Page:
Mythotopia is a deck-building game set in a medieval fantasy world that draws on the mechanisms found in A Few Acres of Snow with players customizing their personal card decks by drafting cards and expanding into provinces.
The game board is composed of forty provinces, each with its own card. At the start of play, you receive a number of Province cards at random, then mark your initial positions with town pieces. Shuffle these Province cards with a set of five Initial cards to form your starting deck, then draw a hand of five cards. The game includes 27 Improvement cards, 16 of which are drawn and placed on display; these cards will be drafted during the game.
Mythotopia has nine variable victory point (VP) cards, four of which are drawn at random for a game; place these cards on display with three fixed VP cards, then place a number of VP counters on each card. The fixed VP cards give points for building cities, roads and castles, while the variable ones may change the board situation by adding dragons, runestones and citadels. Alternatively they may grant VPs for controlling a certain number of sea areas, for successfully attacking other players, and for building cities/roads. As these VP cards vary from game to game, they alter the balance between developmental and aggressive play.
On your turn, perform two actions, then refill your hand to five cards. Nine actions are possible, such as buying armies or ships (after starting with six armies and two ships), placing these armies or ships, drafting Improvement cards (for a cost of one gold), placing cards in reserve (to use them on a future turn), permanently removing cards from your deck, using a card for its specific action, and invading a neighboring province. To invade, you must play the Province card from which you attack as well as military cards and food; invading must be the first of your two actions, so if you’re placing armies to prepare for an attack, opponents have the chance to prepare defenses.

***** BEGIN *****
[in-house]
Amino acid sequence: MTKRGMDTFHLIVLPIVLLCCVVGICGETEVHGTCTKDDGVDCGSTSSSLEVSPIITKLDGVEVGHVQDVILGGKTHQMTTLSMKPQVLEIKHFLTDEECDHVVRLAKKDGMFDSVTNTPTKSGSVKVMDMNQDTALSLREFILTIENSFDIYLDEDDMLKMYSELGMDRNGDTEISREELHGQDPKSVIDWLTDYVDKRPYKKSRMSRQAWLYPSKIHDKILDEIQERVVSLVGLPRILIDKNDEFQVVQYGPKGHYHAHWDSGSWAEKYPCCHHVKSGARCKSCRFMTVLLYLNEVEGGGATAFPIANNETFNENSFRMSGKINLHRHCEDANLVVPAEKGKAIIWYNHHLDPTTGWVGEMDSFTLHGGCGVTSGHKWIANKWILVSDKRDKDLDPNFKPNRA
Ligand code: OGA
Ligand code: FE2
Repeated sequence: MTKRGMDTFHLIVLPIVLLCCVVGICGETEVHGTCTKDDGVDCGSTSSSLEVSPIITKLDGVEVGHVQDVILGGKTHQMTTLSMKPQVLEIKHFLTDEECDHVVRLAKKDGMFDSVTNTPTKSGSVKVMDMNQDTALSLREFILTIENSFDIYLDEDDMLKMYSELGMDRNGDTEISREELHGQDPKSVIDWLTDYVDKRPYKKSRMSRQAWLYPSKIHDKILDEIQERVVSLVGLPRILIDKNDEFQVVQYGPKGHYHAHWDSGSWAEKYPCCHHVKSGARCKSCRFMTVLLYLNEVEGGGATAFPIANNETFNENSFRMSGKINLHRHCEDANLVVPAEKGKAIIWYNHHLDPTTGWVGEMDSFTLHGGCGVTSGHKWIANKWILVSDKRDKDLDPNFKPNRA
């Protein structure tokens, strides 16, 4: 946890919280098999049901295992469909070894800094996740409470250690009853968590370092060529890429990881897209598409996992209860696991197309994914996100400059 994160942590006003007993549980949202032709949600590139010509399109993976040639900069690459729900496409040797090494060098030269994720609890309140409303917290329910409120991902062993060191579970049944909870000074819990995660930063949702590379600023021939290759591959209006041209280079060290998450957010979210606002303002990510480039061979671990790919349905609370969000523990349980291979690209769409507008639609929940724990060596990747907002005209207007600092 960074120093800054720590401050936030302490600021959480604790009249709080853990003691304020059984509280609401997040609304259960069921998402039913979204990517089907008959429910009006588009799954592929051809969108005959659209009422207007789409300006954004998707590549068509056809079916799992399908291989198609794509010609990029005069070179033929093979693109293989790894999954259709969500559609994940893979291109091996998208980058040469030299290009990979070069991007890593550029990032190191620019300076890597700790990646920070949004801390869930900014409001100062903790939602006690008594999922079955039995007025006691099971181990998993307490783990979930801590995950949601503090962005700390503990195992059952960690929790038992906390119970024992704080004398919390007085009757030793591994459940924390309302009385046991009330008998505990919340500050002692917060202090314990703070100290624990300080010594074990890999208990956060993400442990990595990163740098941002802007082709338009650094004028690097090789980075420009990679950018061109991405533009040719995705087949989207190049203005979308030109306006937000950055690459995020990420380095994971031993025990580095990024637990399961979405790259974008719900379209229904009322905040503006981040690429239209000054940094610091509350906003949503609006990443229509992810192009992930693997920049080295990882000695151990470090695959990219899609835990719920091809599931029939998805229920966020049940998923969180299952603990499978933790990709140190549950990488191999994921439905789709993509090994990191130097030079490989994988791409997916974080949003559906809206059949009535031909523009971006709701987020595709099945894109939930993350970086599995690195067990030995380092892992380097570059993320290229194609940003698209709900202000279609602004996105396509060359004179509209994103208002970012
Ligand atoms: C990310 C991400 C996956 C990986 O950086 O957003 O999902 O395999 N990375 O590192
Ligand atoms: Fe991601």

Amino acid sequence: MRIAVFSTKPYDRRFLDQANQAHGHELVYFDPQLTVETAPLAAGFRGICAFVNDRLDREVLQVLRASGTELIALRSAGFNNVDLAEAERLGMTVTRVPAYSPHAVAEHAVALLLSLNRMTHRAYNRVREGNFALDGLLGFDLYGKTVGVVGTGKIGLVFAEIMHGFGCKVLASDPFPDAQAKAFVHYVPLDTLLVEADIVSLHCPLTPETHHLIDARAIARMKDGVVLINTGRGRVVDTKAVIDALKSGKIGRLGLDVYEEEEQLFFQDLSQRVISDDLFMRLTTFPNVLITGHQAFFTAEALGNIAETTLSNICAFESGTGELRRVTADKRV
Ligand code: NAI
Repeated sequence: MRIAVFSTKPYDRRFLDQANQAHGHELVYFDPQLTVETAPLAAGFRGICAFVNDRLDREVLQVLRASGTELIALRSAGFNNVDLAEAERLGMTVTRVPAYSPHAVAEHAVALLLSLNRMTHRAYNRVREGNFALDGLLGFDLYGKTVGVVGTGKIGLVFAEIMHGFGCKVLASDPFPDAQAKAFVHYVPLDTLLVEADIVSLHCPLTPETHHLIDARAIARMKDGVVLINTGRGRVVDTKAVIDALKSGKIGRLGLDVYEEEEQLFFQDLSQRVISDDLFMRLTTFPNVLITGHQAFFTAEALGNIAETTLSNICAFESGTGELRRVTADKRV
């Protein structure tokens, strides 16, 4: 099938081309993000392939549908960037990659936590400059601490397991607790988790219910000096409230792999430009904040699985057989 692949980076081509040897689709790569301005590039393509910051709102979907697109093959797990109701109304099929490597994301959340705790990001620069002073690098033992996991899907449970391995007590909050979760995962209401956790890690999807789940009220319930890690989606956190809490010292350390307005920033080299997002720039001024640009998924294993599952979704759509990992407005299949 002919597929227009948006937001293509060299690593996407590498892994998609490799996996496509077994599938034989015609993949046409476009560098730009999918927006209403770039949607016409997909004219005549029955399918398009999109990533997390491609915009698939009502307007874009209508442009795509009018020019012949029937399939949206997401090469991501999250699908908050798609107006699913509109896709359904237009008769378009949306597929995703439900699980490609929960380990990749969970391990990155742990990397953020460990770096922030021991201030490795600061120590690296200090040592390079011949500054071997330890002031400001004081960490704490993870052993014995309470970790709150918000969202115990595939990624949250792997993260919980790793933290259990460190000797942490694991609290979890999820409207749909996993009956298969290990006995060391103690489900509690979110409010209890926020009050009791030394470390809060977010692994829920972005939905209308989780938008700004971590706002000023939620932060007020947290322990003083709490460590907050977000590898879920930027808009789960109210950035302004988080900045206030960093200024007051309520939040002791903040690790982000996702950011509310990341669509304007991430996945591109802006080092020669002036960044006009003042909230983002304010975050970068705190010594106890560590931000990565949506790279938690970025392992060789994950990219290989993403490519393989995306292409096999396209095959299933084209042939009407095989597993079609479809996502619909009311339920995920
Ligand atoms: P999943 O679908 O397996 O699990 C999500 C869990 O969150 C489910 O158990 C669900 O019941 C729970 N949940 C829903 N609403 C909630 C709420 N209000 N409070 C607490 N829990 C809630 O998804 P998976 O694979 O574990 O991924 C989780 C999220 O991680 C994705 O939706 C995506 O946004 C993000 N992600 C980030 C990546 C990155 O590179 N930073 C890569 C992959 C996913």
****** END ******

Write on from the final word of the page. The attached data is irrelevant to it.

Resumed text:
Three resources are used in Mythotopia: food to feed invading armies, stone to build cities, roads and castles, and gold to buy armies, ships and Improvement cards. Most provinces contain one resource type, and gaining that province gives you that resource. You can turn towns into cities, which increases the number of cards you can keep in your reserve. You can connect provinces with roads, which allows you to substitute one card for another on the same network in addition to moving armies freely between those provinces. Castles increase the defensive value of a province.
All of these constructions (cities, roads, castles) give you victory points, as does taking control of a province. Additional points are available via the VP cards, with you taking VP counters when you meet the condition on a card. For example, building a road gives you two VPs, but if the “Roadside Inns” VP card is in play, then you can expend an extra gold to gain an additional VP. You can lose VPs if you lose control of a province, but you never lose VP counters. The game ends after four of the seven VP cards have been emptied, and the player with the most VPs wins.